Walking inside past the smattering of tables, most of the main floor of Byrd's Market and Cafe is dedicated to the market side of things. Stainless steel shelves hold your basic sundry items—peanut butter, pasta, detergent—and display cases offer wheels of asiago cheese and prosciutto. "Before we were here, people who lived downtown had to get in their cars and drive to Randall's if they ran out of milk," says owner Rusty Powers, whose enthusiasm for the hybrid store-market is palpable.
It's as much a throwback as a vision of the future of downtown Houston. Before everything was a supercenter, people could actually run to the corner store or general store and grab a soda or a sandwich. And now that Whole Foods, Central Market and even Spec's have brought lunching back to the market, it makes sense that someone could take the concept even further. But Byrd's isn't a small market that happens to serve some hot food. Byrd's is a phenomenal bistro that also happens to offer coffee (that's fair trade coffee blended and roasted to Powers's specs by Lola Savannah coffee and delivered still warm from the roaster, to be exact) and pastries for morning commuters and some essential groceries for downtown dwellers.
The best seat in the house is in the upstairs alcove, in the corner next to the bay window with a near-panoramic view of Main and Prairie Streets. It's a simple but homey vibe that matches the cuisine, which Powers calls classic American comfort food with a healthy, California twist.
We started with an appetizer of crispy sweet potato fries that comes with a quartet of dipping sauces: an addictive white cheddar cheese ("I put it on everything," confesses Powers), a North Carolina-style barbecue sauce, a sweet plum balsamic and a delicious apple molasses aioli. The meatloaf bites, (made with prime ground chuck) were addictive, and the tuna bites were a pleasant surprise, with a sprinkling of BBQ sauce on top complementing the smoked flavor.
As for the entrees, the flatiron steak was cooked perfectly and soaked up the flavor of the spicy creole honey mustard dressing covering mixed greens and pico de gallo. But the plate stand-out was the handful of onion rings, not at all greasy, lightly battered and with a zest from chili powder. They aren't on the menu by themselves, but Powers says if anyone asks they can be whipped up.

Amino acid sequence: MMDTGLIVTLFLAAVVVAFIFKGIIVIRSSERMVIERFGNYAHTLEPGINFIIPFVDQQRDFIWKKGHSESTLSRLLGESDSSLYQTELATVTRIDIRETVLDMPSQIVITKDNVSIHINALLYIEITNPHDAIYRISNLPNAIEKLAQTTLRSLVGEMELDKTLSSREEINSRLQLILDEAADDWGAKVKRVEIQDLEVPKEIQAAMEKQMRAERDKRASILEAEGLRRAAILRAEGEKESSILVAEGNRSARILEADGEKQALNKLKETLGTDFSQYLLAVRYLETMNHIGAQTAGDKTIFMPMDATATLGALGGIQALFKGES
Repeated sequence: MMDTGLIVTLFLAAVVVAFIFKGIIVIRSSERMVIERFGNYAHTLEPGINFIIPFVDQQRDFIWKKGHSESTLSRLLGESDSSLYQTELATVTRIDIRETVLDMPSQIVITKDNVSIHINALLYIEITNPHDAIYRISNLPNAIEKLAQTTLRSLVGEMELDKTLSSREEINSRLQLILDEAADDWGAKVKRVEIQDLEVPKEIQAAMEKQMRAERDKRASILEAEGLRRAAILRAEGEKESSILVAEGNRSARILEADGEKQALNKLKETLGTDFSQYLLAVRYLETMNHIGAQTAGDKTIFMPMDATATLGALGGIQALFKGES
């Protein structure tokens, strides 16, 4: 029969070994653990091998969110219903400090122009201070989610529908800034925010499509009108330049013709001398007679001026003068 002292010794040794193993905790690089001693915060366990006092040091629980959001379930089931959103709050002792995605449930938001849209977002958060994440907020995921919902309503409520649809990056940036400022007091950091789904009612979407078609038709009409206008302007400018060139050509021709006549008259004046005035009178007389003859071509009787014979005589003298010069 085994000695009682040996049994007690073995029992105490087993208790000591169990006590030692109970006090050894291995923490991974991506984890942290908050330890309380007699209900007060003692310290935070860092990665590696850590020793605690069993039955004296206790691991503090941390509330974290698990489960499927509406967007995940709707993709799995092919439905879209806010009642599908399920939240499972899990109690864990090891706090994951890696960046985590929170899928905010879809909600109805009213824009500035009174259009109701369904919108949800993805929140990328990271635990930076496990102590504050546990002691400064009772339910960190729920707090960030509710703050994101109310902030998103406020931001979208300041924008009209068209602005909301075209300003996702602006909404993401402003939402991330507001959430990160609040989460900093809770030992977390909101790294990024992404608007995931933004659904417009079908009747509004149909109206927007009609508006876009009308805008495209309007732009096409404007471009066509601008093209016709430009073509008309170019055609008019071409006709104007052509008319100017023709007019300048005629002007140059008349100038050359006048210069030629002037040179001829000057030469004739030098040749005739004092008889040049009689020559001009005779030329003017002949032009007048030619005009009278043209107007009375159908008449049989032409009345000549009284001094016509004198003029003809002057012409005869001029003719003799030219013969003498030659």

But the lunch crowd at Byrd's is partial to the burgers, and it's easy to see why. Powers is a self-described burger geek, and every offering on his burger menu is nothing short of gourmet, with the patties made of 100% brisket. My eyes literally teared up as I took a bite of the Back to Cali burger with smashed avocado, sprouts, bacon, pico de gallo, cheddar cheese and caramelized onion. I'm not usually one to add that healthy riff-raff to a burger, but this is a new level of good.
For dessert, we decided it was too chilly for the Trentino gelato and tried the Elvis P&B, mini peanut butter and banana sandwiches with toffee sauce drizzled on top. It's the first dish in the meal I found meh—it's not bad, but too bready. The next dessert, the pecan pie brownie, was just the opposite. It's essentially a delicious oversize mess of oozy pecan filling and rich chocolate brownie, mashed up and served in a large mixing bowl with some housemade vanilla ice cream on top. It was so sweet I could only consume a fraction of the goodness, but that's probably for the best before I have to set my belt a notch looser.
Byrd's fits a lot of niches that downtown desperately needs—not just market-wise, but also as an affordable but quality dining experience, and as a place that's open straight through from breakfast to dinner. Powers may lament Houston's auto-centered culture, but this place, I think, is good enough to drive in for.